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At 4:39 PM -0500 2/22/04, John Cowan wrote:
>Poor QOI, but technically a parser can make demons fly out of your nose
>if you feed it non-XML.
That's only according to the XML spec. The SAX spec is a little more
prescriptive, including a strict non-demon guarantee. :-) My reading
of the SAX Javadocs says that when a parser encounters a malformed
document, it must, at a minimum:
1. Call startDocument
2. Call fatalError
3. Call endDocument
4. Throw a SAXException or an IOException. All other kinds of
exceptions must be wrapped in a SAXException.
It may also optionally report content from before it first detected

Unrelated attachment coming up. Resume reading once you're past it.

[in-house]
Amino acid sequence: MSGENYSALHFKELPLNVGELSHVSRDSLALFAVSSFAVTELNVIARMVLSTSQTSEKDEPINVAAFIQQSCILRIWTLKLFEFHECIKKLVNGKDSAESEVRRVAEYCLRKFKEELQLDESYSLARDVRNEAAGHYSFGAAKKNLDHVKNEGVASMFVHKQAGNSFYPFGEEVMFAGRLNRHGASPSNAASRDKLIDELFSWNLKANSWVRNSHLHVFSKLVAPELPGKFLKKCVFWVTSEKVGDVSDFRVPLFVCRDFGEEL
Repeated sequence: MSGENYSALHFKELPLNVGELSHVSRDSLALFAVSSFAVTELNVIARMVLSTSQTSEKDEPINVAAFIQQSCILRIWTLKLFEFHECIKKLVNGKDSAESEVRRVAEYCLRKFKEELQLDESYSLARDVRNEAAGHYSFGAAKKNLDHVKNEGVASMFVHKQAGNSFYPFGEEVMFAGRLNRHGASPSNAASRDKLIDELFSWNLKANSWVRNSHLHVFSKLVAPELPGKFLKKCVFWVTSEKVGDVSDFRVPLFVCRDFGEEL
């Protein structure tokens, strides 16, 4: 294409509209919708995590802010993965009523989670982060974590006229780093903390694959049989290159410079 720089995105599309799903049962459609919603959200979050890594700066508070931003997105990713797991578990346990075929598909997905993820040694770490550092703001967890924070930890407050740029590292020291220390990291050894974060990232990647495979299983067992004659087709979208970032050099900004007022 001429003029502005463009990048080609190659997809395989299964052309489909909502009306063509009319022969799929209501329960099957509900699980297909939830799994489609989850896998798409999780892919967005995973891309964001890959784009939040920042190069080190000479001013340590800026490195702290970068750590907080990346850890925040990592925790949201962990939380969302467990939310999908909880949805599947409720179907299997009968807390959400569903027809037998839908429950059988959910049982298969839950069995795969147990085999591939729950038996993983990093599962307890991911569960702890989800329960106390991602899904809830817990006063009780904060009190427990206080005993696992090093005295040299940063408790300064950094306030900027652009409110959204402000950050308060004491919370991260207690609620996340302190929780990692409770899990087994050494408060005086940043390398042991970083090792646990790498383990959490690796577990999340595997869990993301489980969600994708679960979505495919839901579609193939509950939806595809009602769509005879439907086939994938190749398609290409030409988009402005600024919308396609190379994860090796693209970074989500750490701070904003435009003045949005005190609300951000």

the well-formedness error by calling other methods at the appropriate
locations. However 1 through 4 are required, in that order.
1 and 3 would be skipped only if the application has not registered a
ContentHandler. 2 would be skipped only if the application has not
registered an ErrorHandler. Depending on the document, I've seen
Piccolo skip each one of these, though never all four at once.
Xerces, Crimson, and Oracle fall down on #3; though they do a pretty
good job with 1, 2, and 4.
Elliotte Rusty Harold
Effective XML (Addison-Wesley, 2003)